Hall’s volcanic temper also got him in trouble with Charles Lyell. Lyell was touring North America in 1841 and 1842. Lyell’s incessant questions and his habit of copying American geological maps began to irritate his hosts. They nicknamed Charles Lyell “The Pump” and stopped feeding him the maps and notes they had worked hard creating.
James Hall worried that Sir Charles Lyell would return to Britain and claim the Americans’ material as his own work. In March 1842, a letter signed “Hamlet” appeared in a Boston newspaper. It charged Lyell with the scientific sin of geo-kleptomania. Hamlet was Hall and Hall was suddenly ashamed of himself for anonymously insulting such an esteemed guest. In his embarrassment, James Hall treated Charles Lyell with even more respect and deference than he deserved – Lyell had certainly exceeded the bounds of any visitor’s allotted indulgences. But Hall’s fresh attitude soothed the insult towards Lyell. In return, Charles Lyell was somewhat open to Hall’s account of mountain building.
In the geosyncline theory, mountain-building was counter-intuitively explained as a result of landslides that filled deep chasms. Layers of sedimentary sandstone, limestone, and shale found in mountains were due to massive accumulations of sediment that slid into huge near-shore chasms created by the weight of earlier eroded sediments, buried deeper and deeper in geosyncline troughs. The accumulation of sediments became so thick they sank far down into the hot basement of the subsurface and melted. Eventually everything expanded because of heat, and rose high on the surface in the form of mountains.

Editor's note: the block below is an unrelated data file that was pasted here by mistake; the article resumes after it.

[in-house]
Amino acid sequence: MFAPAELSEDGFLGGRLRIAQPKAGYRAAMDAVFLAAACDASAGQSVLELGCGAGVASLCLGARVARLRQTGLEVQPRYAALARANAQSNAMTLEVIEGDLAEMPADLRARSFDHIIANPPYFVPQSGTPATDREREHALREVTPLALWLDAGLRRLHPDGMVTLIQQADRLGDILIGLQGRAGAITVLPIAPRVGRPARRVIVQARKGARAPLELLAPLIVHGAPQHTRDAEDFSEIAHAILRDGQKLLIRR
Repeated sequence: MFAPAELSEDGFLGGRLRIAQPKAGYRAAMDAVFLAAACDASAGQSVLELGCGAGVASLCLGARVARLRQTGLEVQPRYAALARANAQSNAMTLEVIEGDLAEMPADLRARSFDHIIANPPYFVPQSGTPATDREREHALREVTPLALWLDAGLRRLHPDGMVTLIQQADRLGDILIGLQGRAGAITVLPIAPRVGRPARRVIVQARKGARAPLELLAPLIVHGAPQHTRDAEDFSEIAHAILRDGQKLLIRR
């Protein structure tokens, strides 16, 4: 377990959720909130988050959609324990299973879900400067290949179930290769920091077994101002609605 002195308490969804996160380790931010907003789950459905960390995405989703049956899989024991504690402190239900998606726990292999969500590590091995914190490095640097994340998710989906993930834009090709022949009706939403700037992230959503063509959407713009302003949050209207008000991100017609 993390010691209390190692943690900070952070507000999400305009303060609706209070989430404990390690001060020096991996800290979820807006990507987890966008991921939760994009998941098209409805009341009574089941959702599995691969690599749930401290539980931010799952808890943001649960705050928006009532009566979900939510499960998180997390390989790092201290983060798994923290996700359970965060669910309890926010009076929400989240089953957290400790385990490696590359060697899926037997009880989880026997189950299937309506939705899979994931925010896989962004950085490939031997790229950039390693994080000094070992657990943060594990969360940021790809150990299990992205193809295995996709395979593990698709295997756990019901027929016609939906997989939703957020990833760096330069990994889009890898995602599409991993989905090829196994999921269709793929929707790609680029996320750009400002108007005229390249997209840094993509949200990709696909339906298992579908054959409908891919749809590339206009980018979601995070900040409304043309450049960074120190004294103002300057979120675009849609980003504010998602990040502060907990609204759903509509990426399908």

The geosyncline theory was popular in North America. For one thing, it was a home-grown idea, invented and taught in America. The Europeans were stuck in a debate between a shrinking vs expanding Earth as the cause of mountains. In the USA, it was geosynclines that built mountains.
Hall teamed up with James Dana, the popular head of Yale’s geology department, to flush out the details of the model. Together, they concluded that erosion washes grains of rock off continents, dumping them into nearby seas where the weight of the grit depresses the sea floor. The amount of accumulated sediment becomes so enormous that the material pushes down thousands of metres. In the case of the Appalachians, Hall and Dana figured the depth of accumulation was about 12,000 metres just before those mountains rose from the depths. It is fairly easy to imagine huge depths of eroded materials. But finding a way to elevate these twisted hardened rocks back above sea level was problematic. The geologists assumed that the heat of the deep burial plus the pressure of the Earth expelled the geosyncline’s material, forming mountains – like toothpaste squeezed from a tube. It was a convincing theory, but unfortunately there were no existing active examples anywhere in the world that it actually happens.
Nevertheless, for lack of another way to explain mountains, the idea was accepted in the US for decades. The idea long outlasted James Hall, who lived 86 years, dying in 1898. It would take another 70 years before plate tectonics replaced geosyncline theory in America’s universities. By then, the idea had become so ingrained into the understanding of geology that it was hard to overturn it.